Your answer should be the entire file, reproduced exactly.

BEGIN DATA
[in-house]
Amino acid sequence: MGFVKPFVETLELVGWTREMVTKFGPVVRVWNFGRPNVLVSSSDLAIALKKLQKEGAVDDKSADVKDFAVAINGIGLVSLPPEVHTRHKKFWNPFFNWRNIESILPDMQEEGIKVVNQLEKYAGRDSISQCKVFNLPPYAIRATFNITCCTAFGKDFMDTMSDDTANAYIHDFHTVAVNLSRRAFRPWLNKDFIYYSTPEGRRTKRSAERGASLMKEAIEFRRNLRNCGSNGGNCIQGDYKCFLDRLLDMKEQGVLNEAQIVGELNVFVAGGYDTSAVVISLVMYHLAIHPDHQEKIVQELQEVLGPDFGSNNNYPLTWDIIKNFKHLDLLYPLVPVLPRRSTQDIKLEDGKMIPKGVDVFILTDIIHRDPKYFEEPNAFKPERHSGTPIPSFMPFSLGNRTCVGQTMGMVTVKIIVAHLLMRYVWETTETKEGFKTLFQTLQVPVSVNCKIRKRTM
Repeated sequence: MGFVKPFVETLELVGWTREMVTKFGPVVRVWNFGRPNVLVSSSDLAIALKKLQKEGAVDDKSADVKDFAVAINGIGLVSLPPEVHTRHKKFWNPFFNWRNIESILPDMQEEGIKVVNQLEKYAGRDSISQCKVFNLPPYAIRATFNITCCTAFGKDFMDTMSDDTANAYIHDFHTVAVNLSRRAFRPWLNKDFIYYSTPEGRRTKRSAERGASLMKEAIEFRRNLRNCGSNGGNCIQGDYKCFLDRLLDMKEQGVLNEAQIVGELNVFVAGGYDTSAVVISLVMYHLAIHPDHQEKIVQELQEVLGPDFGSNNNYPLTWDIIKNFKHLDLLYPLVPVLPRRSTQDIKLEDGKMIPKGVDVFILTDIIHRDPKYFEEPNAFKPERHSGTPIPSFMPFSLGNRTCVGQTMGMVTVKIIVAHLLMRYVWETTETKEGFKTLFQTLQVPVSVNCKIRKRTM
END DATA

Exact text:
[in-house]
Amino acid sequence: MGFVKPFVETLELVGWTREMVTKFGPVVRVWNFGRPNVLVSSSDLAIALKKLQKEGAVDDKSADVKDFAVAINGIGLVSLPPEVHTRHKKFWNPFFNWRNIESILPDMQEEGIKVVNQLEKYAGRDSISQCKVFNLPPYAIRATFNITCCTAFGKDFMDTMSDDTANAYIHDFHTVAVNLSRRAFRPWLNKDFIYYSTPEGRRTKRSAERGASLMKEAIEFRRNLRNCGSNGGNCIQGDYKCFLDRLLDMKEQGVLNEAQIVGELNVFVAGGYDTSAVVISLVMYHLAIHPDHQEKIVQELQEVLGPDFGSNNNYPLTWDIIKNFKHLDLLYPLVPVLPRRSTQDIKLEDGKMIPKGVDVFILTDIIHRDPKYFEEPNAFKPERHSGTPIPSFMPFSLGNRTCVGQTMGMVTVKIIVAHLLMRYVWETTETKEGFKTLFQTLQVPVSVNCKIRKRTM
Repeated sequence: MGFVKPFVETLELVGWTREMVTKFGPVVRVWNFGRPNVLVSSSDLAIALKKLQKEGAVDDKSADVKDFAVAINGIGLVSLPPEVHTRHKKFWNPFFNWRNIESILPDMQEEGIKVVNQLEKYAGRDSISQCKVFNLPPYAIRATFNITCCTAFGKDFMDTMSDDTANAYIHDFHTVAVNLSRRAFRPWLNKDFIYYSTPEGRRTKRSAERGASLMKEAIEFRRNLRNCGSNGGNCIQGDYKCFLDRLLDMKEQGVLNEAQIVGELNVFVAGGYDTSAVVISLVMYHLAIHPDHQEKIVQELQEVLGPDFGSNNNYPLTWDIIKNFKHLDLLYPLVPVLPRRSTQDIKLEDGKMIPKGVDVFILTDIIHRDPKYFEEPNAFKPERHSGTPIPSFMPFSLGNRTCVGQTMGMVTVKIIVAHLLMRYVWETTETKEGFKTLFQTLQVPVSVNCKIRKRTM